Monday, April 27, 2009


For those of you who actually read this, I am sorry I have been away. Life has been a bit crazy... company - we had a wonderful visit from the matriarch of Hubby's family, a wonderful and kind person who is my role model for how I would like to be when I am older; confirmation - yes she wore a skirt & even read in the mass, a lovely evening; we had (still have)car problems - yuck! We had blah blah blah - life has just been crazy - primarily in good ways, so I am not complaining.

Writing about our quest to find Son's illness and cure is difficult. It was/is a long journey with many lows and highs along the way. When Son reached kindergarten, which is all day here, he began to receive frowny faces on his daily charts. This was not a total shock, here I mention what a talker he has always been. But, I decided to be proactive, make an appt. with the teacher and get to the bottom of the issue. She was nice, and we began a relationship - err I guess. As my sister pointed out I was showing that we were involved more than looking for an answer, as the problem was a fairly typical kindergarten issue - chatty.

Eventually, Son was placed on a special daily report sheet and by Christmas he was not at a table with other students, but sitting in a desk alone. What offense had caused Son to be separated from the pack? Well: he answered without raising his hand, he played with his pencil and scissors during instruction, he rocked in the chairs. At one conference she actually brought 2 of his pencils that he had chewed beyond all recognition - she was very upset, I thought it was funny. Son reported that he had to do those things because, "all she does is talk talk talk."

I was agreeable and polite.

First grade: More of the same. All the teachers and staff agreed he was a "very sweet and smart boy." But, he continued to be separated from the pack. You know the kid who has his name said every 15 minutes or so. The one that you don't want to be caught playing with, or the teacher might see that you're not perfect too. This was the year he began to be sick - a lot. Headaches, stomach aches, anything nonspecific that would possibly keep him home. He actually threw-up at parent drop-off. More meetings, more of the same. He is up and down. We don't think he is ADHD, but there are issues every day. What issues? talking, yelling out the answers, off task during teaching, finishing his work (too fast) and going under the table, pulling on his clothes, rocking in his chair....

I was agreeable and polite.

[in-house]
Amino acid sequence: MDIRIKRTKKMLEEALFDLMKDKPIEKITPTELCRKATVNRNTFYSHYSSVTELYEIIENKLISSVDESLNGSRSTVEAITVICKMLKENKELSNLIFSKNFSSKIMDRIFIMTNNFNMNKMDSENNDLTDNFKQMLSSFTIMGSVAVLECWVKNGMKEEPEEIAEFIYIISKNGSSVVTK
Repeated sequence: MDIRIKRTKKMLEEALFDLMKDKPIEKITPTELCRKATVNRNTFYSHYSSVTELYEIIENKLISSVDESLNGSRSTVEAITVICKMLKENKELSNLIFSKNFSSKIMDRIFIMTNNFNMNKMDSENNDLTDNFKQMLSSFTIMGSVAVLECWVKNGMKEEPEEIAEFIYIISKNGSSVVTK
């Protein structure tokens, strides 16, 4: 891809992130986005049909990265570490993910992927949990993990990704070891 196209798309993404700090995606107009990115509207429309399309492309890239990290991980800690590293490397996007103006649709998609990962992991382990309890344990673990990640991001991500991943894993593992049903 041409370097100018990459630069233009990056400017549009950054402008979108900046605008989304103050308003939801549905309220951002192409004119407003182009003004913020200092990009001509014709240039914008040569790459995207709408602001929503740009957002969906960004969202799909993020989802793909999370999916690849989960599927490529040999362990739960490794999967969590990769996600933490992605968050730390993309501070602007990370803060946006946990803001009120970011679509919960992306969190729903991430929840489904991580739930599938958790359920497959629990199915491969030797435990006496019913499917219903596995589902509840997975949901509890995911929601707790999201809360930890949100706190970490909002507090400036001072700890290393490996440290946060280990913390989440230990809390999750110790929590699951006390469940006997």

This was the year, I thought "boo-hoo. I teach middle schoolers who call out the answers, don't sit still and tune out lessons - BIG DEAL!" But, he was miserable daily - so: I asked for an evaluation for hypersensitivity disorder by an OT. After all this was a child who would scream as if you were pulling out his finger nails when you were trimming them. A child that had pre-k teachers that asked me to buy Velcro shoes, because he would need his laces fixed (and perfect) 15 times a day, who than fixed his socks incessantly. It fit, but no go - post evaluation, he showed definite markers, but not enough to treat.

Second grade: ENOUGH I thought. we are not spending another year in misery...(yeah right)


  1. I look for your blog every day. Enjoy it and love hearing what you and kids are up to. I hope you are enjoying mine.

  2. I'm glad you enjoyed the visit with the matriarch. As far as the quest for your son's diagnosis, I don't envy you. It has to be painful. You are a good parent for keeping up the search. Good luck.

  3. Isn't it nice when teachers go out of their way to actually help a child who is struggling in the classroom as opposed to putting them off to the side so they don't have to deal with him. Oh, I guess you wouldn't know.

  4. ~kathy: you weren't showing on my blog list - but I fixed it!!

    ~surprised: it was a great visit! thnks!

    ~weasel: nope - haven't had that experience for myself - but i give that experience to my students all the more zealously!

  5. man, i wish i coulda been there to visit w/the matriarch! i had so much fun staying at her house in chi-town! she's a really cool, active, funny lady who doesn't act anywhere near her age :)

    i think you already know how i feel about your quest and the teachers you've dealt with, but i really liked wM's comment. too funny (but unfortunately accurate).

    oh, and sorry i'm so behind in reading you, but if it makes you feel better, i haven't read ANYbody's blog in over 2 weeks!

  6. I'm here to make Nonna look good since I am what a month behind?

    Being the kid no one wants to play with totally sucks. Cheryl (youngest sister) and I were both that kid in elementary school. Cheryl had some behavioral issues, they labeled her ADD. My mother worked very hard to try and help her, some of her teachers did too and that I think really made a difference academically. Socially she did not blossom until high school after I graduated and she got adopted by a very sweet girl who decided to give her a chance. I hope the same has happened or happens for Boy!


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